I was looking through some photos of my recent Oregon-to-Colorado road trip, and came across this pic of my big brother and me standing at an observation deck above Snowbird in a gorgeous land called Utah.
I grew up the girl in the middle. Sandwiched in between two brothers. And while I never tattled, or never tried to boss them around, never messed with their stuff, and was generally well-behaved, I suffered a good deal of injustice.
I can’t even begin to tell you how many democratic votes I lost in my childhood. Will we watch “The Virginian” … or “That Girl”? Two to one vote. Boys win. Again.
We’ll stop right there about the non-benefits of having siblings since we want to focus on the advantages. And surprisingly, there are quite a few (although they were lost on me while growing up).
Real Simple magazine claims that growing up with siblings:
- Can make us more selfless
- Can help us live longer
Parents magazine purports that having siblings:
- Generates more imagination and fun
- Promotes better learning
- May reduce stress
This from a Huffington Post article — a sister:
- Can boost mental health. Ha! Just think how mentally healthy my two brothers are because of me.
Not mentioned in any of the articles are these additional benefits I experienced growing up with siblings:
- Personal coaches. My brothers taught me how to play basketball, and baseball, and how to run fast and find stellar hiding places, and how to ride a bike with no hands. And how to play pickle. This is where the boys each get a base to guard, and the sister is caught in the pickle while the brothers throw the ball back and forth, trying to get the sister out.
- Tree- and fence-climbing instructors. We lived in a cul-de-sac with a large field behind our house. And of course in order to play hide-and-seek in the high, tangled grass meant climbing the back fence. And because of my brothers, I could keep up with all the neighborhood boys when it came to climbing trees and fences and hiding in tall grasses.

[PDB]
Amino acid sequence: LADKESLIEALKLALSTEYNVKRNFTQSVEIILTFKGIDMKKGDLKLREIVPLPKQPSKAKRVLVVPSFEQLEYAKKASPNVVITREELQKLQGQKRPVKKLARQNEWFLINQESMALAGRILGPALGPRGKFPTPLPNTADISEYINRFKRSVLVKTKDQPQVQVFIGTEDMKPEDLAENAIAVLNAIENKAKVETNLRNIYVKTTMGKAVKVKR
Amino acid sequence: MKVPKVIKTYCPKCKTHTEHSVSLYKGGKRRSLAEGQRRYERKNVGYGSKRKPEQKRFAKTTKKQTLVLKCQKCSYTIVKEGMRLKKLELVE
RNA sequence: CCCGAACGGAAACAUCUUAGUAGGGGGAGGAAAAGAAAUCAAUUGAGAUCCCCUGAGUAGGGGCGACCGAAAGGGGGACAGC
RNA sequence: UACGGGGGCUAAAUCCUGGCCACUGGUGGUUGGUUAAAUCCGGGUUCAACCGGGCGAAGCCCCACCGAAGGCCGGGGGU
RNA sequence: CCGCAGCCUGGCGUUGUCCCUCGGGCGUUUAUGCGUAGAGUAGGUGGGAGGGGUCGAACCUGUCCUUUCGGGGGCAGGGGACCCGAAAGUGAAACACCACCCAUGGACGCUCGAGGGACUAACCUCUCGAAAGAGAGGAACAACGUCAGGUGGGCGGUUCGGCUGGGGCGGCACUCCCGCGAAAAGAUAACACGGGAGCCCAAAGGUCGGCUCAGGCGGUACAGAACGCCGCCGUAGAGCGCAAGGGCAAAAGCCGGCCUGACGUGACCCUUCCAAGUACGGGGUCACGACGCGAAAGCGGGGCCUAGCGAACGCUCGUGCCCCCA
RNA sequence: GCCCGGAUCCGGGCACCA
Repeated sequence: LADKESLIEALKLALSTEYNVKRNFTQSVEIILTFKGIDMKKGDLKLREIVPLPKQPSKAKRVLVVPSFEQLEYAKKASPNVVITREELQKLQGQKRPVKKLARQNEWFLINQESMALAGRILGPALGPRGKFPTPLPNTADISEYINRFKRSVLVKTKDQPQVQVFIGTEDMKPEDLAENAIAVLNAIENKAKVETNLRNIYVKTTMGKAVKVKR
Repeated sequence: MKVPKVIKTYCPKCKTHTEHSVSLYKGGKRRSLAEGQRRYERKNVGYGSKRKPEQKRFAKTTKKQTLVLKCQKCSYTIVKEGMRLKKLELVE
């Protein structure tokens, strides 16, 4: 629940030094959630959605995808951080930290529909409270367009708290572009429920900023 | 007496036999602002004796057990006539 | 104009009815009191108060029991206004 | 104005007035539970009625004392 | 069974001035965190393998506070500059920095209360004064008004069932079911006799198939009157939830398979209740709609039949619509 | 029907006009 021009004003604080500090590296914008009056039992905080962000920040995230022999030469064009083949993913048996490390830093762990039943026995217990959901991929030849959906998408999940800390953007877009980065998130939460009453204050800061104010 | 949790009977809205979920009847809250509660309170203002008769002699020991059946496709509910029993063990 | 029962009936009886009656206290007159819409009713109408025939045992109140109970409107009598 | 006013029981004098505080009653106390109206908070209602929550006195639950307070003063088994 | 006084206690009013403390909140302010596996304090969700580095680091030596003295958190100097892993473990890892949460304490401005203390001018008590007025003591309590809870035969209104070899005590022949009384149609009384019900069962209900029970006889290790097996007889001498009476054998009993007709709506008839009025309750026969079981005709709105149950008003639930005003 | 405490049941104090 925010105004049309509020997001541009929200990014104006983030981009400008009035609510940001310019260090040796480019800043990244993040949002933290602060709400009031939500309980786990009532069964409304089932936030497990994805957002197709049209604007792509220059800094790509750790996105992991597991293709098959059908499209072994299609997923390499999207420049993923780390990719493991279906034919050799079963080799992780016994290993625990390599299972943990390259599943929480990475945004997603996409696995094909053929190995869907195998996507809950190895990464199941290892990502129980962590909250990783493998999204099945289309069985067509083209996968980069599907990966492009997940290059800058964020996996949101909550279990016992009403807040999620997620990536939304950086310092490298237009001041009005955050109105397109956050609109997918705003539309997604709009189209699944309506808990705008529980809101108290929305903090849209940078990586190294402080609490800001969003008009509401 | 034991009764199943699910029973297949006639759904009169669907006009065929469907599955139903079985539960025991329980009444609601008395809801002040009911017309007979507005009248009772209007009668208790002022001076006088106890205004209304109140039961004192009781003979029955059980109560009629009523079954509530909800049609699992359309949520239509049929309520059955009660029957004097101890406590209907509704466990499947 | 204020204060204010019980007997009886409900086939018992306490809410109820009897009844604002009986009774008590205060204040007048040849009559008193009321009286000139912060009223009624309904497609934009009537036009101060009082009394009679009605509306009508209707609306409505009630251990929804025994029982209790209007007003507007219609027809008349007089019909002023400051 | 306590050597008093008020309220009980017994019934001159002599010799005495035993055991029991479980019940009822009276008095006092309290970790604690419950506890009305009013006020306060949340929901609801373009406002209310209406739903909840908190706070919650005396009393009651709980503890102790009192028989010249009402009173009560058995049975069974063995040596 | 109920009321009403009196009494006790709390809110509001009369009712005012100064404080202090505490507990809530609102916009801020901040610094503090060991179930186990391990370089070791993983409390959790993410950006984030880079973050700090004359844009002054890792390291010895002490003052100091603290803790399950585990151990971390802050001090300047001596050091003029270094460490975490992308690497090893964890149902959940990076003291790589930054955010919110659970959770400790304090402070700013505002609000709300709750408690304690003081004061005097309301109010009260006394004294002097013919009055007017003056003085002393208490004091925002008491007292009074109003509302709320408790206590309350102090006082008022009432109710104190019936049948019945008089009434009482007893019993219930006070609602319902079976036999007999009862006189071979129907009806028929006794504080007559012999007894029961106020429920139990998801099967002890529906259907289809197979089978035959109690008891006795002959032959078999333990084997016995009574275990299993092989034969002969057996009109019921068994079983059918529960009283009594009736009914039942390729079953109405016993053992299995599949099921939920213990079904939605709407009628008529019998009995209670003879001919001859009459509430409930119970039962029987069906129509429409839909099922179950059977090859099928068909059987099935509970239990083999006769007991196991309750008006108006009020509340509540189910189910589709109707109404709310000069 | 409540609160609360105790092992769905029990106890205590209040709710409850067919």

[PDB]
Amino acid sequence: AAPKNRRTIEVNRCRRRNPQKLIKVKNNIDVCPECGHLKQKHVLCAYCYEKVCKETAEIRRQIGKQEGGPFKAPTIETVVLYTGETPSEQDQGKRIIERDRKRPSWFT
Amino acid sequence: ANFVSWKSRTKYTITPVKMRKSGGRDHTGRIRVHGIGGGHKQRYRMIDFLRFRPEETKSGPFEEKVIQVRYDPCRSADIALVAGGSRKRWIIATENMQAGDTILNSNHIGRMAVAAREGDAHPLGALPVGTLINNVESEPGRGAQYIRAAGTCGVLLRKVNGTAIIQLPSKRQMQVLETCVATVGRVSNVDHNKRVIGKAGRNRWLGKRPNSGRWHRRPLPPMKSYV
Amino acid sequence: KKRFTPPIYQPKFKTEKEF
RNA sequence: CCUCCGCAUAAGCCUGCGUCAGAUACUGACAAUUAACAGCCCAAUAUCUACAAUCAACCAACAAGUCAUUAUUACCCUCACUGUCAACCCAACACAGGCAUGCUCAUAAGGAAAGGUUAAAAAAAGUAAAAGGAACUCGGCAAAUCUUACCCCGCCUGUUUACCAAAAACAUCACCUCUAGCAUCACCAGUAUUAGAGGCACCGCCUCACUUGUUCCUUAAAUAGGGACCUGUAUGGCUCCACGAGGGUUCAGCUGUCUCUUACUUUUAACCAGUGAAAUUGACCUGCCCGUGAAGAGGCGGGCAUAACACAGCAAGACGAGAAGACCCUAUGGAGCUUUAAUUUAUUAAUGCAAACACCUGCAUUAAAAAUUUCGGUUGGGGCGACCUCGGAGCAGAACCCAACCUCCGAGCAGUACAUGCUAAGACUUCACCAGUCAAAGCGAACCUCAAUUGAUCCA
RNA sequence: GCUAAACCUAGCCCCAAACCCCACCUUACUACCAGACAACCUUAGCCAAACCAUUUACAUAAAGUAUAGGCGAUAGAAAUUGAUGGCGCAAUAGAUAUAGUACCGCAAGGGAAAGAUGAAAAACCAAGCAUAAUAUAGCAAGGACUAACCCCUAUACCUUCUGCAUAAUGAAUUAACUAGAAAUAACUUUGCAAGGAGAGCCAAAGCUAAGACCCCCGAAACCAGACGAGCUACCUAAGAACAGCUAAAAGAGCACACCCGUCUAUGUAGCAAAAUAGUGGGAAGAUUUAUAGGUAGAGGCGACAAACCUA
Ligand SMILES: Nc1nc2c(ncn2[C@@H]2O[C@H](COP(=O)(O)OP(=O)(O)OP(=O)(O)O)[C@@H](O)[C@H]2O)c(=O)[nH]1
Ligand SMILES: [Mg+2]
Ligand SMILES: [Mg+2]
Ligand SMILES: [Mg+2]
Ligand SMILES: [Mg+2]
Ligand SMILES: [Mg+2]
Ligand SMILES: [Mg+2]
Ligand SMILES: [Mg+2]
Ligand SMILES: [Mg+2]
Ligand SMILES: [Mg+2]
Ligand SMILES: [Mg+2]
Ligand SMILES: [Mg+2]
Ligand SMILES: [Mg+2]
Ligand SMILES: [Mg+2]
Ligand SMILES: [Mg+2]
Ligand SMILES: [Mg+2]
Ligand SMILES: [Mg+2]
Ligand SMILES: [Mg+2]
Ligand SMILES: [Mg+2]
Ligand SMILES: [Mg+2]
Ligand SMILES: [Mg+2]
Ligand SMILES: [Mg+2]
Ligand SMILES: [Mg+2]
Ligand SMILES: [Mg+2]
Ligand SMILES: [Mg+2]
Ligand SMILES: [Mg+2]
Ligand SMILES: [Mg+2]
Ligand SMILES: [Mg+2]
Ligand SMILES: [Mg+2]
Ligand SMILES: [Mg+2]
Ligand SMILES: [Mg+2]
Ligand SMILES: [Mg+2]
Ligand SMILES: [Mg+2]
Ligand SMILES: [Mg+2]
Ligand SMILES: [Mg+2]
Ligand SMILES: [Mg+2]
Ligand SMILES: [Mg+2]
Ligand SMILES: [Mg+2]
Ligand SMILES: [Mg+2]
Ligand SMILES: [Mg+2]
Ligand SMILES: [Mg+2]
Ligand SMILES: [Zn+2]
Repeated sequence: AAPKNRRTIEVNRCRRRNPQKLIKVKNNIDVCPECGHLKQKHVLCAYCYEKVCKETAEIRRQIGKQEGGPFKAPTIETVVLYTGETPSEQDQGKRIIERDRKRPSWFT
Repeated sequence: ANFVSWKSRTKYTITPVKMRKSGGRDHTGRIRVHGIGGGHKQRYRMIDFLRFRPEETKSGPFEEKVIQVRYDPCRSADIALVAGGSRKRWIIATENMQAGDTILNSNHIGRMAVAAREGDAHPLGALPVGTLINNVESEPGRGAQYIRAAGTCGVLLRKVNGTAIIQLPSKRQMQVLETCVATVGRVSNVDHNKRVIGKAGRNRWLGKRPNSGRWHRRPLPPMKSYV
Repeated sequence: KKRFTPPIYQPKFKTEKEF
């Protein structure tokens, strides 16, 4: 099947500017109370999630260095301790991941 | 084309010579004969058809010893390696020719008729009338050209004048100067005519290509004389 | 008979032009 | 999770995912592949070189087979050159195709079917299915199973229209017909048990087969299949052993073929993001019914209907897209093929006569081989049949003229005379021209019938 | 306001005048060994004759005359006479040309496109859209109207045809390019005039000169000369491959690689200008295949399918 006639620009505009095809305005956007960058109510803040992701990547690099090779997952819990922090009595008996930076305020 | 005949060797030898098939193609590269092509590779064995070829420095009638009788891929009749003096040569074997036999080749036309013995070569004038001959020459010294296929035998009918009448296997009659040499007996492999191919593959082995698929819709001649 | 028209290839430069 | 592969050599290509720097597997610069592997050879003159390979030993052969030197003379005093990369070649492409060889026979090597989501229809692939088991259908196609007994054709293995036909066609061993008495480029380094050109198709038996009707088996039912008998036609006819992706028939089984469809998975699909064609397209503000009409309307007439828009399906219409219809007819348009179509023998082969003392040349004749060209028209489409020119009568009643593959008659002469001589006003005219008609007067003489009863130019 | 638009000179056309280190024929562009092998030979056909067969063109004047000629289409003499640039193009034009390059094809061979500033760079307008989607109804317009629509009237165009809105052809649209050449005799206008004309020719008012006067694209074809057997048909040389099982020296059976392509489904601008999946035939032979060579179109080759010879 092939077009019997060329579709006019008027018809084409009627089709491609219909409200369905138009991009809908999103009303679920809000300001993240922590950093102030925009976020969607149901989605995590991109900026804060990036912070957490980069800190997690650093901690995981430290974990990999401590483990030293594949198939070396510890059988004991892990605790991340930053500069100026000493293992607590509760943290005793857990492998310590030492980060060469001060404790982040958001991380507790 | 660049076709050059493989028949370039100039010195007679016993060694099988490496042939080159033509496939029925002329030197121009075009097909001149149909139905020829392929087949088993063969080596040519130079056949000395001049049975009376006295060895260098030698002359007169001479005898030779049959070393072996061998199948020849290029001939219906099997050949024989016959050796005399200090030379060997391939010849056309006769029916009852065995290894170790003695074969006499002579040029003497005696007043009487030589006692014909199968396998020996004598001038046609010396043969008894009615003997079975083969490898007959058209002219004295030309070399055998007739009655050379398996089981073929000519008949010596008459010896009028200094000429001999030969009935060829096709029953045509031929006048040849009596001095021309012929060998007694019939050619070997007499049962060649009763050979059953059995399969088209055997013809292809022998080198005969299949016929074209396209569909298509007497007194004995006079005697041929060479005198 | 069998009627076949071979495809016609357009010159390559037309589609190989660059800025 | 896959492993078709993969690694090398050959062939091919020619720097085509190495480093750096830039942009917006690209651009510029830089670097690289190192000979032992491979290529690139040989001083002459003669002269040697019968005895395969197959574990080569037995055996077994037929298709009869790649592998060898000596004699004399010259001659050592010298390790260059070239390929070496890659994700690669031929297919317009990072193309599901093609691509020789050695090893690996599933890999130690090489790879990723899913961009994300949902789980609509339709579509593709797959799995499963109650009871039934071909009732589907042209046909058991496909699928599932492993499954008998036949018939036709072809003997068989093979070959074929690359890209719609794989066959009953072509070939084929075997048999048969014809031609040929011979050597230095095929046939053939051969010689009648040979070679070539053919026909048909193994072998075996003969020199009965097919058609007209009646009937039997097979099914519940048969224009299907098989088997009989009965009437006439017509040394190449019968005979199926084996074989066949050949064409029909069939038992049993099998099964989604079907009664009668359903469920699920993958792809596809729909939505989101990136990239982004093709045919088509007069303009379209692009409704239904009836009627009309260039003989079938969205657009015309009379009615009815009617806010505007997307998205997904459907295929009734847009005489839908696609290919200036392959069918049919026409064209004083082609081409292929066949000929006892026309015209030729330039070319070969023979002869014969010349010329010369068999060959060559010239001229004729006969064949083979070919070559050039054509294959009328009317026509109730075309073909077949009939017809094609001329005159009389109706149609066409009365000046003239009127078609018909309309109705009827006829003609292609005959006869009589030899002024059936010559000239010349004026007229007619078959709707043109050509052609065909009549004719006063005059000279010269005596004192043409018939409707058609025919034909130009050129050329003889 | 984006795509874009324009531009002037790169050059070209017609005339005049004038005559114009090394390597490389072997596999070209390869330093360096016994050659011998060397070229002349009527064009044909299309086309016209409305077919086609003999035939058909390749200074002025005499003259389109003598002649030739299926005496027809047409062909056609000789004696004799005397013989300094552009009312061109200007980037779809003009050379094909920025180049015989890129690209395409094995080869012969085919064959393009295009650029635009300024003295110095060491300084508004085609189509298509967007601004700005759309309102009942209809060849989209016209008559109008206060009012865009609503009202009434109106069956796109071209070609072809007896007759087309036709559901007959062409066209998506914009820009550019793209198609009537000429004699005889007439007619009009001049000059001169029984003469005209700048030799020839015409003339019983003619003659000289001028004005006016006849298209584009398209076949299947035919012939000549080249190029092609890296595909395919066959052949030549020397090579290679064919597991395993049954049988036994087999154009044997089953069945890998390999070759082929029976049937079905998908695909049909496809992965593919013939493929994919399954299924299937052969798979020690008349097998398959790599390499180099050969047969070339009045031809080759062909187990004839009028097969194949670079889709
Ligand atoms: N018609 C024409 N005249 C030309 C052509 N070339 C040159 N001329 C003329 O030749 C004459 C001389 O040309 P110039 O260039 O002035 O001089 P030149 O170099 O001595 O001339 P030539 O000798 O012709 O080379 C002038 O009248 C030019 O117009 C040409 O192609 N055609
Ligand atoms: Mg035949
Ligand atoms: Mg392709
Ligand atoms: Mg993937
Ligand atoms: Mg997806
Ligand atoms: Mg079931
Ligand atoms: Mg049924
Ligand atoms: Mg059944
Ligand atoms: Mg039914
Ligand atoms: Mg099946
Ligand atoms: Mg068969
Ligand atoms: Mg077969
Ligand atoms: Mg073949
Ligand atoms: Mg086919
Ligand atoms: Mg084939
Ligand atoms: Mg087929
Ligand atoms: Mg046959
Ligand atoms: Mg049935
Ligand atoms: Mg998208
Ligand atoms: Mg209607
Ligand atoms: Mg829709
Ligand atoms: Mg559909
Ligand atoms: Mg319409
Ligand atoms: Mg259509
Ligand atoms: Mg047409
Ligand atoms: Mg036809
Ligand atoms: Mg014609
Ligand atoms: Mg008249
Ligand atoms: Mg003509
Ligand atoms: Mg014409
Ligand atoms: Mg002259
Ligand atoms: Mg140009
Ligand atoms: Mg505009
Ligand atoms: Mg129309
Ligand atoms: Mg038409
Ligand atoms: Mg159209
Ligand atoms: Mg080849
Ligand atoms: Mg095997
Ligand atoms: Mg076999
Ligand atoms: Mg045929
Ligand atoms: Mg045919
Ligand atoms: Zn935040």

- Share in parental caregiving. Mom lived with me and my husband, Gary, as she was slipping into dementia. And then these epic words spoken to Gary: “You have cancer. Oh, and by the way, it’s terminal.” In time, these same amazing, kind, gallant brothers thought it was all too much for the sister, and arranged to take over Mom’s caregiving.
And this doesn’t even take into account my siblings-in-law who treat me as if I’m a blood relative.
There was a backpack of broken concrete pieces that showed up in the shadows of my brain when Gary was diagnosed. Later, as cancer picked up speed, I started lugging the backpack around with me. It was overwhelming, relentless, back-breaking.
I can’t begin to explain the immense relief when my two brothers removed the weight of caring for my mother while Gary and I were working our way out of financial reversals and dealing with his cancer.
We were surrounded by so many caring, persnickety, magnanimous people — our church family; my co-workers in the cancer center and the cancer community we served; my knitting posse; our hiking, snow-shoeing, and Walking 4 Wellness crews.
And family. Children and children-in-law. Brothers and sisters. Nieces and nephews and cousins.
The connections in our lives are for giving and receiving support when heavy loads present themselves. If we don’t have good connections, and if we’re not blessed with stellar siblings and in-laws and extended family, then maybe we need to consider recruiting alternatives. And the best way to do that is to get plugged into a like-minded group of people.
Because we’re stronger together.
Community is for the sake of receiving support, yes … but also for the joy of offering support and kindness.
Daughter Summer wrote this thought after standing watch with me as her dad was dying of cancer:
“People want to help and, while there’s nothing they can do to change the situation, they can bring a little sunshine. … That’s part of why I was glad to be there. I was able to see community in action. And when you experience that, it changes you. You can’t pay it back but you can pay it forward.”
What about you? I’d love to hear about who makes up your support team when it comes to dealing with life’s challenges.